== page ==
Fieldstation in Araucania

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The Fauna Australis Field Station, Araucanía: is dedicated to research and education to support the conservation of native wildlife of the Chilean Temperate Rainforest. We aim to advance knowledge and understanding of this unique ecosystyem, its wildlife and people. Details of the work we are doing with students from Chile and around the world can be found here.


The temperate rainforests of Chile contain several species of trees, such as the Southern Beech and the Araucaria, whose closest relatives are found in Australasia and South Africa – living evidence of an ancient land bridge that once connected the southern continents. Several animal species, such as the arboreal marsupial, monito del monte (the only surviving species of the order, Microbiotheria) and the Chilean partrige (tinamou) have their origins on the supercontinent of Gondwana.


Our research aims to understand the ecological needs of native wildlife, and the nature of the threats posed today by invasive introduced species, such as wild boar, Red deer, mink, feral dogs, rats and domestic livestock, and the ongoing process of human development and habitat fragmentation.


This work is carried out by research staff and thesis students of the Catholic University (Pontificia Universidad Catolica de Chile), department of Ecosystems and Environment, and our partner organisations, such as the Wildlife Conservation Research Unit, Oxford University; Imperial College, London, and the Villarrica Campus of the Catholic University.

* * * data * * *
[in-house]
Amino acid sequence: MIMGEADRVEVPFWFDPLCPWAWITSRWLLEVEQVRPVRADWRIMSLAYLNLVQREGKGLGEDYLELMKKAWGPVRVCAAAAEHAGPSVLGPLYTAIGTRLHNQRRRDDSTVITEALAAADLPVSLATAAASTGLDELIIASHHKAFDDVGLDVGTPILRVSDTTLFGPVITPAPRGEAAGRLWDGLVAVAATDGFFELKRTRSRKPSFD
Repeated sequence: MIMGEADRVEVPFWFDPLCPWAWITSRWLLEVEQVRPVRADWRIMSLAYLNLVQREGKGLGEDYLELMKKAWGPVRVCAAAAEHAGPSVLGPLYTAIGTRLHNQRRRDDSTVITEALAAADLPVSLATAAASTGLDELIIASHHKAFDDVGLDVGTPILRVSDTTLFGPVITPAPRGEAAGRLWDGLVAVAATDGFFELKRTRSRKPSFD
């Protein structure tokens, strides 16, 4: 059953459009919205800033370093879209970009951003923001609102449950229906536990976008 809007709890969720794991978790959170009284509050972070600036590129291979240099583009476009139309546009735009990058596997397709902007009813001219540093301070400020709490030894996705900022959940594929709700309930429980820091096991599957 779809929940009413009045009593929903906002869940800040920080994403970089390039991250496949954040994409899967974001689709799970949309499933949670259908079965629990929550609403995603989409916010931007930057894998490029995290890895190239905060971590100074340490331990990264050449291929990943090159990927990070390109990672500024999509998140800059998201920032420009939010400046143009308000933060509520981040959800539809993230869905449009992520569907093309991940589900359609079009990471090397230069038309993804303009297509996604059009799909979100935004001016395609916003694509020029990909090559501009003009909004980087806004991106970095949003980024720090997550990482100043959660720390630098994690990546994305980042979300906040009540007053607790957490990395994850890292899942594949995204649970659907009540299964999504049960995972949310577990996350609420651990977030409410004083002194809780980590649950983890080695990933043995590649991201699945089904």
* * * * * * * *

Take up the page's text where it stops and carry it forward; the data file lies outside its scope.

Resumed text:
The Field Station is located in two sites in Pucon. Our accommodation and research facilites are based at Kodkod Meeting Place, a 5ha woodland site at the entrance to the Cañi Sanctuary, 20km from Pucon. We have office facilities in Pucon itself.


Ongoing research aims to be locally relevant, while orientated around global issues identified in the Biodiversity Convention. In this global context, there are three overarching themes – habitat loss and fragmentation, invasive alien species, and climate change – that are having a profound impact on the temperate rainforest ecosystem. These local agents of change are not well understood here, either within the scientific community, nor by land managers, development planners nor the general public.


The Fauna Australis Field Station aims to play a role in orientating people around the real needs of the natural world during this phase of economic and social development. Our studies of species distribution and ecology are firmly based in understanding the human social context of this biodiversity and its conservation with a view to providing practical guidance for those interested to protect our unique natural heritage.

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